Jack of all trades? Utility performer? Supporting cast?
None of these descriptons do justice in describing Northrop's Makelle Skelton. So how's this: News-Sentinel PrepSports Girl's Track and Field Athlete of the Year?
After winning 14 all-state medals (top 9 in an event at the state finals) and helping the Lady Bruins to a share of the 2011 state title and the outright 2013 title, why not?
“We wouldn't have won the state title without Makelle,” said Northrop sprint coach Terry Milton. “It's that simple. Her versatility, her willingness to do four events at the state meet, was the difference.”
No, Skelton didn't win an individual event at this year's IHSAA State Finals. But she did place third in the 300 hurdles, fifth in the long jump and helped Northrop to second in the 400 relay and first in the 1,600 relay. Most importantly, Skelton helped the Lady Bruins win their state-leading 10th team title.
“It was a perfect ending,” Skelton said of Northrop's team title. “It's the best year ever when you can win the state championship. It was an awesome way to end my career.”
Skelton's career - and her senior season - was defined not by individual titles but by team titles. Sure, she won 14 all-state medals, but what matters most in Lady Bruins' lore is one thing: a team state championship. And Milton makes it clear: “Makelle is one of the top 3 all-time at Northrop that I've (coached). Her versatility and willingness to put team first ranks her right up there with Zakiya Robinson and Lakeisha Burnett.”
Milton claims Skelton could have won individual titles in a number of events had she not worked on her versatility.
“Makelle has high jumped 5-foot-3 just messing around in practice,” Milton said. “And she's run 2:22 (in the 800) in practice. She could've done so many things, so it was hard to limit her to just four events.”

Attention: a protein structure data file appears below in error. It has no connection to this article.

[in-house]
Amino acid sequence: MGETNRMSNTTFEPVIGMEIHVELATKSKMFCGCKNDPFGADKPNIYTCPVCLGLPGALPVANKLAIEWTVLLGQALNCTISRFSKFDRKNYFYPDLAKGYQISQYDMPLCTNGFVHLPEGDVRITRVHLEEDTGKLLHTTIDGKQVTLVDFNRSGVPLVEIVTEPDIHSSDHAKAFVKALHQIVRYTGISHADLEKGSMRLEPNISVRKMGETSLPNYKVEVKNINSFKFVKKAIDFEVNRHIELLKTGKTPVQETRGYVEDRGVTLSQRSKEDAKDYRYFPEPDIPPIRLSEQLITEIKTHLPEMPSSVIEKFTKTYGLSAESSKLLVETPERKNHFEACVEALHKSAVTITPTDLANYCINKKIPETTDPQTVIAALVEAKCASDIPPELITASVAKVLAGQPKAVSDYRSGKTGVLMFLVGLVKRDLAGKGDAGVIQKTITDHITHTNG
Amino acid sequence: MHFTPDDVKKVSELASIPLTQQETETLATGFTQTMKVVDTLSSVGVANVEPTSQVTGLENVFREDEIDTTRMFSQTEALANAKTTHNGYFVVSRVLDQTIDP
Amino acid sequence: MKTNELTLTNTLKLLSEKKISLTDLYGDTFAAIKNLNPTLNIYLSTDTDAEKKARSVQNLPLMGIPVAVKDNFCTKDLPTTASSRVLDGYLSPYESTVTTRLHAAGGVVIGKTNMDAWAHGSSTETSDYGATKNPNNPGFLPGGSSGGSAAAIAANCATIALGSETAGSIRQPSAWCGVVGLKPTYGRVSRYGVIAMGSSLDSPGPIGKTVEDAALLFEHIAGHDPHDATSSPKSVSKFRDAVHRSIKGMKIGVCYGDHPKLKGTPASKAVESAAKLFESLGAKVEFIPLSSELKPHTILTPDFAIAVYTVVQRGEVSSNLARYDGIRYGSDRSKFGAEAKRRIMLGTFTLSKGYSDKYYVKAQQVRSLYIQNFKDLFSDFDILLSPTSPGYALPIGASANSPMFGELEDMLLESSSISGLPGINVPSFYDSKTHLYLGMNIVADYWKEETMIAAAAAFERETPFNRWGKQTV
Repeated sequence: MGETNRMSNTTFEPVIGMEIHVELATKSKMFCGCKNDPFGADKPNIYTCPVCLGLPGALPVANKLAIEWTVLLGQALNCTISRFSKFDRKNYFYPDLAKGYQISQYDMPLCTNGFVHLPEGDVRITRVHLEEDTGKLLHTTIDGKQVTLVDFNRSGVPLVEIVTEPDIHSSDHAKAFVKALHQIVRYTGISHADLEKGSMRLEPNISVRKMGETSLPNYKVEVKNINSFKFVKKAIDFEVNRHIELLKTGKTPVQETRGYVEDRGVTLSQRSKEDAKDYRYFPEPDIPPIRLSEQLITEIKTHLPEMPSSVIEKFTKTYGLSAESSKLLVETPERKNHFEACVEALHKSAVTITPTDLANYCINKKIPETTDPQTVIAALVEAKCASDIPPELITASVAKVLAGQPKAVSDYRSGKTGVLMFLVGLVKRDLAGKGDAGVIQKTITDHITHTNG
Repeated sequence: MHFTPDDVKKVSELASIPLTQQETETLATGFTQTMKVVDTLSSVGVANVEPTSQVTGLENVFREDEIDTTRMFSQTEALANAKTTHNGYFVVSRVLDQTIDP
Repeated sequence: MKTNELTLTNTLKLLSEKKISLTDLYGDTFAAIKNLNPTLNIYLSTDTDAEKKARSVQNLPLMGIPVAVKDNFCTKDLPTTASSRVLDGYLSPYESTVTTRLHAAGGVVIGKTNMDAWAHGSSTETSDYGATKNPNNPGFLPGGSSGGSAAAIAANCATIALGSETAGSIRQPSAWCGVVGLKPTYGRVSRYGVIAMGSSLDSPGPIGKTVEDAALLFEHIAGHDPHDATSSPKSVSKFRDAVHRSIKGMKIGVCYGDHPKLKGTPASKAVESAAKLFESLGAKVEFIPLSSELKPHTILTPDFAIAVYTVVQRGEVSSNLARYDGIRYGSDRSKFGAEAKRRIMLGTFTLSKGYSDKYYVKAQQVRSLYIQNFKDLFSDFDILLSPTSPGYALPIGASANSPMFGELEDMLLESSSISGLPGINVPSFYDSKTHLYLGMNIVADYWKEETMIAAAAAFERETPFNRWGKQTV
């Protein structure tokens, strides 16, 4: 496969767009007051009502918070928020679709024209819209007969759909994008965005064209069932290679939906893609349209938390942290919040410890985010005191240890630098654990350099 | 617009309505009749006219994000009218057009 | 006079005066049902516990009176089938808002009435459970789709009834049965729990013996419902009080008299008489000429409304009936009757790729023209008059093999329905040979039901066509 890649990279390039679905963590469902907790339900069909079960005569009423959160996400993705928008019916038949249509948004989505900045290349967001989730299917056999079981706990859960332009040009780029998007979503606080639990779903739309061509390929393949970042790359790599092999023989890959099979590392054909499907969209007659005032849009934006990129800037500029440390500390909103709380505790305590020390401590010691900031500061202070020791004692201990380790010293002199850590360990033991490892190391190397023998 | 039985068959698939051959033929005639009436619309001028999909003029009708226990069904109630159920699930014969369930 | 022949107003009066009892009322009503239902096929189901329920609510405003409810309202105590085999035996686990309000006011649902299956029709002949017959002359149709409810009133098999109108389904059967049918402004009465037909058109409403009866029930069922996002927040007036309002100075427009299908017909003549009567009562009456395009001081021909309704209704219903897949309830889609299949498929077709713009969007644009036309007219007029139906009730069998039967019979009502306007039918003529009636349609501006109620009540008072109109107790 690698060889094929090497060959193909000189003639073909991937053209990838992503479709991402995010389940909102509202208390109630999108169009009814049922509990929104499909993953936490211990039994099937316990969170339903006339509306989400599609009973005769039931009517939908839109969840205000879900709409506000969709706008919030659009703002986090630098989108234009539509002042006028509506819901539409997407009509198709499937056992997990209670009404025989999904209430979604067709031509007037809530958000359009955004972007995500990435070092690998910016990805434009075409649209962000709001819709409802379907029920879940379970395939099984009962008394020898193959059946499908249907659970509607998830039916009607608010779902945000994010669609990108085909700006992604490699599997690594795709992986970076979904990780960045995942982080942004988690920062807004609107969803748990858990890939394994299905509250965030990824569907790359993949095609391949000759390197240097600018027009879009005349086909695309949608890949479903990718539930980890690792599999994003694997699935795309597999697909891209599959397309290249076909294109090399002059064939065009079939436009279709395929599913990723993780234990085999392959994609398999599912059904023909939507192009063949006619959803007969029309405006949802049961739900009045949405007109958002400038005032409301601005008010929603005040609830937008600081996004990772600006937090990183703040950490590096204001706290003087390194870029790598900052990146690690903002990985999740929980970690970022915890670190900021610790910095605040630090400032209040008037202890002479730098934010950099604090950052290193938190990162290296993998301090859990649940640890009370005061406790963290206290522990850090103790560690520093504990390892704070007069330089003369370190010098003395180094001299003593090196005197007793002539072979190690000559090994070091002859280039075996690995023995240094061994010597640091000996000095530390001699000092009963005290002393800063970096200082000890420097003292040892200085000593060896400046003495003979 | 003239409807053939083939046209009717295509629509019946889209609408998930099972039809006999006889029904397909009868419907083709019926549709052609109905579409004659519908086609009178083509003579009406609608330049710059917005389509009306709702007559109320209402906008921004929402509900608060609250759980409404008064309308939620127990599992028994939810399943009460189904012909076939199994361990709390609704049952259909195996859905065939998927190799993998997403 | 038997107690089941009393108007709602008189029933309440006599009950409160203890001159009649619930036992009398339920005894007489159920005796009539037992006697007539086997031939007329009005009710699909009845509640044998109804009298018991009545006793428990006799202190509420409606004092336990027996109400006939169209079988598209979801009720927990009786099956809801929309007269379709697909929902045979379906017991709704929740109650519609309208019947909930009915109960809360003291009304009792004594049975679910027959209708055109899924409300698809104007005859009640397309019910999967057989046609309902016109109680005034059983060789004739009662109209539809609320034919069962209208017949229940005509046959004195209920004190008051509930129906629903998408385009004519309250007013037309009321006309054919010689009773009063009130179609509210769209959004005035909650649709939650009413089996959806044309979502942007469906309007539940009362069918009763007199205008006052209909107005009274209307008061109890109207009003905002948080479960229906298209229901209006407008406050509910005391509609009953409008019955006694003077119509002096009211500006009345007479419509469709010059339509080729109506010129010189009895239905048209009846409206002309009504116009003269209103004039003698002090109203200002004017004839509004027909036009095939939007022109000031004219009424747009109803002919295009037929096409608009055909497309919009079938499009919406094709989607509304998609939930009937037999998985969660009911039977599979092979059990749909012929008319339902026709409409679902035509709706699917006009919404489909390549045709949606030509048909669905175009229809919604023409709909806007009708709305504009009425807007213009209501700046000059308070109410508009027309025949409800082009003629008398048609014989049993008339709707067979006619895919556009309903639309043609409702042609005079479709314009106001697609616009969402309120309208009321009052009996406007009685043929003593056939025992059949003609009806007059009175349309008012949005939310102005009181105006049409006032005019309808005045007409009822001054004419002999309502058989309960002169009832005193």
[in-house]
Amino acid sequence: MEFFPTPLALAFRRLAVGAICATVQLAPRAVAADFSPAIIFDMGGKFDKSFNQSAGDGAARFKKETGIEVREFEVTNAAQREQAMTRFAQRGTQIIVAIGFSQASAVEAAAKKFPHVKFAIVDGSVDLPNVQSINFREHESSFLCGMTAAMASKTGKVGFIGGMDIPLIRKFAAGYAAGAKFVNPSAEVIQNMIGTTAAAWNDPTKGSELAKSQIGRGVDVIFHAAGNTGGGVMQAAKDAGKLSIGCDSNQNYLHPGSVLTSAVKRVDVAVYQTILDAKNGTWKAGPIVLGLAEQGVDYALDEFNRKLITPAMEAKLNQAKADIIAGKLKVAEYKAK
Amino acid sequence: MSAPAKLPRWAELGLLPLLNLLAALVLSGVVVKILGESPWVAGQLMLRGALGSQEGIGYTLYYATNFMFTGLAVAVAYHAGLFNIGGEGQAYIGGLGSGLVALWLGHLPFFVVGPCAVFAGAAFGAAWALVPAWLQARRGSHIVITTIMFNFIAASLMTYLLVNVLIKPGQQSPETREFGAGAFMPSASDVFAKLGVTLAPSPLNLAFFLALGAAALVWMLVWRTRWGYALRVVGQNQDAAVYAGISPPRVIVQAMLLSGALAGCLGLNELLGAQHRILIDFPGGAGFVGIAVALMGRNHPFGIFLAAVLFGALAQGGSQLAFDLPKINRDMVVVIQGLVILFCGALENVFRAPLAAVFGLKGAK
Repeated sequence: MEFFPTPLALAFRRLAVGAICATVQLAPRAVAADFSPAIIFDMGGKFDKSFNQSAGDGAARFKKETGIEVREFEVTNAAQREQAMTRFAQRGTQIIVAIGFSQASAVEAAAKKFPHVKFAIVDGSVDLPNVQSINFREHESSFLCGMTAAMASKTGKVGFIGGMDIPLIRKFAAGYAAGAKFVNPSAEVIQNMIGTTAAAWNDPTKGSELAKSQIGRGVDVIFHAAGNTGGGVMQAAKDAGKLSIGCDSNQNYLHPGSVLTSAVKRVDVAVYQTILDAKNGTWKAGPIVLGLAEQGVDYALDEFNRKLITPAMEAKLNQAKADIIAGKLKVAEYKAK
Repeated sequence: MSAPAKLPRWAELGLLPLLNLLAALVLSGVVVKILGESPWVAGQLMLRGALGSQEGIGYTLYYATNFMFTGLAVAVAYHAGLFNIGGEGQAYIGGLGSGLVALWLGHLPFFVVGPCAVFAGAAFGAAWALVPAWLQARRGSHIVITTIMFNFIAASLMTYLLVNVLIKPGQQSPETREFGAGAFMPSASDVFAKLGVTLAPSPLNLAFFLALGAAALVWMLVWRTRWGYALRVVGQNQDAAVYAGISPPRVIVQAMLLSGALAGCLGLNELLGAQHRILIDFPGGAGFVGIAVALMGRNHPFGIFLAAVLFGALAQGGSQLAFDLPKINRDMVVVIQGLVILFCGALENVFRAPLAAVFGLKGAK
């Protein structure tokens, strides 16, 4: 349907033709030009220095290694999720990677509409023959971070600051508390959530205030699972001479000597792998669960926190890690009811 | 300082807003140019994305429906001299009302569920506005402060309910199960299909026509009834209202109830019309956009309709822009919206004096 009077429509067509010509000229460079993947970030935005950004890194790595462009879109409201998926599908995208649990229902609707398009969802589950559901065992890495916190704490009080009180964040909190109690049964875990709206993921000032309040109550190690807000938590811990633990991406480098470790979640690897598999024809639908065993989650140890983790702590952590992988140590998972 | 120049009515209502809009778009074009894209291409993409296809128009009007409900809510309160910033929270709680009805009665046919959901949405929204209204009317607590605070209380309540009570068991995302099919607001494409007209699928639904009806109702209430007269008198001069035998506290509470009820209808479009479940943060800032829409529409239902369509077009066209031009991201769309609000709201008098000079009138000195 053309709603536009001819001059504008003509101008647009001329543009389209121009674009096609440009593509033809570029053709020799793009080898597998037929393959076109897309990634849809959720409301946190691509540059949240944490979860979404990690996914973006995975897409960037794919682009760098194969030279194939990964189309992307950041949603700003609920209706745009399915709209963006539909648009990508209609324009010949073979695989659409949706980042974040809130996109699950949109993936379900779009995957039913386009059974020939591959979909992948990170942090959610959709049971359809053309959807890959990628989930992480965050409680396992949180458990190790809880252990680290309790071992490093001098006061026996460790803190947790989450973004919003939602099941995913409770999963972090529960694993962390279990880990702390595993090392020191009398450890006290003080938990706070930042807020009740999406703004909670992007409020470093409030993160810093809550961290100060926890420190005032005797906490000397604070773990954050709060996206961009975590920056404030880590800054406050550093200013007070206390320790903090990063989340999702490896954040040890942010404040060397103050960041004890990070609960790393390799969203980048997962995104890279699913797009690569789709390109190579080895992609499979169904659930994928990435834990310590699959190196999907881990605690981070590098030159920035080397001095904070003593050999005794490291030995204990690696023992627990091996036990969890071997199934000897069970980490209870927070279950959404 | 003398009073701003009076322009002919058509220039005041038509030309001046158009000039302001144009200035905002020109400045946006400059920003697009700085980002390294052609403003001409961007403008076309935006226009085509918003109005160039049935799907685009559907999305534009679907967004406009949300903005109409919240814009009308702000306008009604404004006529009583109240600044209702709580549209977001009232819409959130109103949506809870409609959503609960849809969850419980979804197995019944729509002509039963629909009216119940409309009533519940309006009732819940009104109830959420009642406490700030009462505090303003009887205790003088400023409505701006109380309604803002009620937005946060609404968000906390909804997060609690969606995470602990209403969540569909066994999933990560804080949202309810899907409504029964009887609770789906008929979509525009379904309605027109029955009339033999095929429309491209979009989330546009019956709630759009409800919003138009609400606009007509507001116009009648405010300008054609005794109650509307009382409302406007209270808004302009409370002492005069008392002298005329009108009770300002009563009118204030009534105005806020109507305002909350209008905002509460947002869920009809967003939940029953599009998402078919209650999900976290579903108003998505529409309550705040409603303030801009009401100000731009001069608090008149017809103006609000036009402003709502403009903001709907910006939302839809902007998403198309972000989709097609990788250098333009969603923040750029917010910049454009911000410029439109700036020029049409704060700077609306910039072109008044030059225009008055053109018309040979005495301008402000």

Skelton would have to agree.
“I've done everything but the discus and shot put,” Skelton said in reviewing her career. “I've run the 400, the 100 and 200, the 100 hurdles. After my sophomore year we decided to focus on the (300 hurdles), the long jump and then the two relays.”
But did that versatility get in the way of individual glory? No, says Skelton.
“I believe it's the best of both worlds,” Skelton said. “If you can do so many different events, why not use it to the team's advantage?”
Skelton reached this epiphany with an adventuress attitude.
“I like trying different events,” Skelton said. “I wanted to try each event and see what I could do.”
That is why Milton calls Skelton his most coachable athlete ever.
“The first thing that comes to mind,” Milton said in repeating a question. “It's Makelle's dependability. It wouldn't matter what event, if it was a practice or a meet or the state meet, I knew what we were going to get. We could depend on her, no matter what.”
Skelton has selected Ball State to continue her education and track and field career.
Note: With state meet result. Placement in parenthesis.
Makelle Skelton, Northrop
(1) 1,600 relay, (3) 300 hurdles, (5) long jump, (2) 400 relay.
Brionna Thomas, Wayne
(1) 100, (1) 200.
Dejah Arnold, Northrop
(1) 400, (1) 1,600 relay, (4) 100.
Symone Black, Concordia Lutheran
(1) 300 hurdles, (3) 100 hurdles
Ari Nelson, Homestead
(1) long jump, (6) 200
Sara McKeeman, Carroll
(1) pole vault
Alexis Harvey, Bellmont
(2) 100, (2) 200, (6) 1,600 relay
Holly Hankenson, Bellmont
(2) 100 hurdles, (3) long jump, (4) 300 hurdles, (6) 1,600 relay
Olivia Hippensteel, Carroll
(2) 3,200 relay, (3) 800
Jaquell Taylor, Northrop
(1) 1,600 relay, (2) 400 relay, (7) 100 hurdles
Amber McGee, Northrop
(1) 1,600 relay, (2) 400 relay, (4) 200
Dyamond Morris, North Side
(6) 100, (8) 200